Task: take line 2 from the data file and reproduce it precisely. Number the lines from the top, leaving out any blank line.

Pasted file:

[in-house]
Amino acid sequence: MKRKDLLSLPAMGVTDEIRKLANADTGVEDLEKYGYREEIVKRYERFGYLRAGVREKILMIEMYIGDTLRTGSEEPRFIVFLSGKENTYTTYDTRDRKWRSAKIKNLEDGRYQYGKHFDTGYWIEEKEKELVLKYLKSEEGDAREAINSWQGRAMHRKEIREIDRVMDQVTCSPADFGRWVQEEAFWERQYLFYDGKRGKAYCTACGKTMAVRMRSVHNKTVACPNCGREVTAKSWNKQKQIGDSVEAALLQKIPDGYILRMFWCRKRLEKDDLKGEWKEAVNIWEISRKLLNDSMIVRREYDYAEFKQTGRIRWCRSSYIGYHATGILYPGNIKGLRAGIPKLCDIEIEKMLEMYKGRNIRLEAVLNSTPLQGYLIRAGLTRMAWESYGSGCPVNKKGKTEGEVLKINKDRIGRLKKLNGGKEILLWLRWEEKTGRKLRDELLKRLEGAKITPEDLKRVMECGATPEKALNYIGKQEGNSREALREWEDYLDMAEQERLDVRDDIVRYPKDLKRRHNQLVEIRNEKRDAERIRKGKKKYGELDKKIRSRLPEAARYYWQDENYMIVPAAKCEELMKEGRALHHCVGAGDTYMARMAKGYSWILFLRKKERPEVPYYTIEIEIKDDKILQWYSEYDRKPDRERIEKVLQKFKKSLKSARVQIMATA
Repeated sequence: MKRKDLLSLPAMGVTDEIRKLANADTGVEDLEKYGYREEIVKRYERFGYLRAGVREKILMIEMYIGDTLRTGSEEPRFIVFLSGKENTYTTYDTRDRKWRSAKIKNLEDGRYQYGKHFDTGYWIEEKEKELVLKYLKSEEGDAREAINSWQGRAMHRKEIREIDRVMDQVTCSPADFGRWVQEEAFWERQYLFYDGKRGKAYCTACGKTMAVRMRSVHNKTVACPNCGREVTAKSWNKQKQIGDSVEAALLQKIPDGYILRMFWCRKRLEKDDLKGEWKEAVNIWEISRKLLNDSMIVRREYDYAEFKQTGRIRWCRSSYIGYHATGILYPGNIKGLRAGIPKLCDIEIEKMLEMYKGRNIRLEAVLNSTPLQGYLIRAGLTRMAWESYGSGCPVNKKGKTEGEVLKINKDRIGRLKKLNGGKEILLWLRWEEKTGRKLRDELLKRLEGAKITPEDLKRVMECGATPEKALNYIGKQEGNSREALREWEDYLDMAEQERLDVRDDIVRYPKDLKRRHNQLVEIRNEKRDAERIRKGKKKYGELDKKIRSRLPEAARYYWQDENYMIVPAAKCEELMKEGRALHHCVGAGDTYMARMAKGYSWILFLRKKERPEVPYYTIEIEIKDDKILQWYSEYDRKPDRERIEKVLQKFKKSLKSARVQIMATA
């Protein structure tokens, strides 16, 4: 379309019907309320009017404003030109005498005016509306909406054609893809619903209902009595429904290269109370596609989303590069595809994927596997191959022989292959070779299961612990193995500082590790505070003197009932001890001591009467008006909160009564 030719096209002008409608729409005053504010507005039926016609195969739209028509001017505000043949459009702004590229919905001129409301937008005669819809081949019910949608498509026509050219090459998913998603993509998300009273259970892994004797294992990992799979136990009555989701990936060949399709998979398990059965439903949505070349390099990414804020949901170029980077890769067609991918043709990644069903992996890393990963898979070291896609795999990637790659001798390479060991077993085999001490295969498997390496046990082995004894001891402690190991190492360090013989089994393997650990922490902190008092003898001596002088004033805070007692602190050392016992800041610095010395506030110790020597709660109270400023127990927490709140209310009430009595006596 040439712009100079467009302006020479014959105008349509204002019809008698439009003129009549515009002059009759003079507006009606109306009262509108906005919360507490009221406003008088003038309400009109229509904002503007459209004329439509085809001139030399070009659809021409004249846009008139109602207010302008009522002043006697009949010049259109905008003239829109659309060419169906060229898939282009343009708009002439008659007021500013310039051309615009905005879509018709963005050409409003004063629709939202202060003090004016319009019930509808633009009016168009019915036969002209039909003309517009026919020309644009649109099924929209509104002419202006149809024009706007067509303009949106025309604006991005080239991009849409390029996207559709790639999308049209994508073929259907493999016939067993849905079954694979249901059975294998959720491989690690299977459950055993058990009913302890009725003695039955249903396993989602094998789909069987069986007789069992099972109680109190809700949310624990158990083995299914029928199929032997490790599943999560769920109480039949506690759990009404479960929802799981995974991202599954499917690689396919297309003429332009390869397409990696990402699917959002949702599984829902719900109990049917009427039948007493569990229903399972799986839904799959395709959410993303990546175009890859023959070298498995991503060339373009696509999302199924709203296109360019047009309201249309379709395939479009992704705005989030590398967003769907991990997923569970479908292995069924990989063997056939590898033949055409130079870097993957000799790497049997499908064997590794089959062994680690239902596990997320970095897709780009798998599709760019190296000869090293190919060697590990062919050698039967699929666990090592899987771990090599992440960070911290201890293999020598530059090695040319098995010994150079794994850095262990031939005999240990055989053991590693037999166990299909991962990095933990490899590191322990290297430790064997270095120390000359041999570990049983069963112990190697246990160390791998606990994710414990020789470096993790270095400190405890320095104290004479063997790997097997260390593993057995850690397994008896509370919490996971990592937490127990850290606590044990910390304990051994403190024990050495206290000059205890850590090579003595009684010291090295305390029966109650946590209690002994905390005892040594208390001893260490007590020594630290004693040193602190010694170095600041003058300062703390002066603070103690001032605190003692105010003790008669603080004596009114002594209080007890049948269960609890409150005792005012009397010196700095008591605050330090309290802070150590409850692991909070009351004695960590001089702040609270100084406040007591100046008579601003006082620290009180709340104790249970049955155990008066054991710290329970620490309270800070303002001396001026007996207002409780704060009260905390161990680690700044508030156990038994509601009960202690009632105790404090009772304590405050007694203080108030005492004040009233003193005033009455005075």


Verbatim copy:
Amino acid sequence: MKRKDLLSLPAMGVTDEIRKLANADTGVEDLEKYGYREEIVKRYERFGYLRAGVREKILMIEMYIGDTLRTGSEEPRFIVFLSGKENTYTTYDTRDRKWRSAKIKNLEDGRYQYGKHFDTGYWIEEKEKELVLKYLKSEEGDAREAINSWQGRAMHRKEIREIDRVMDQVTCSPADFGRWVQEEAFWERQYLFYDGKRGKAYCTACGKTMAVRMRSVHNKTVACPNCGREVTAKSWNKQKQIGDSVEAALLQKIPDGYILRMFWCRKRLEKDDLKGEWKEAVNIWEISRKLLNDSMIVRREYDYAEFKQTGRIRWCRSSYIGYHATGILYPGNIKGLRAGIPKLCDIEIEKMLEMYKGRNIRLEAVLNSTPLQGYLIRAGLTRMAWESYGSGCPVNKKGKTEGEVLKINKDRIGRLKKLNGGKEILLWLRWEEKTGRKLRDELLKRLEGAKITPEDLKRVMECGATPEKALNYIGKQEGNSREALREWEDYLDMAEQERLDVRDDIVRYPKDLKRRHNQLVEIRNEKRDAERIRKGKKKYGELDKKIRSRLPEAARYYWQDENYMIVPAAKCEELMKEGRALHHCVGAGDTYMARMAKGYSWILFLRKKERPEVPYYTIEIEIKDDKILQWYSEYDRKPDRERIEKVLQKFKKSLKSARVQIMATA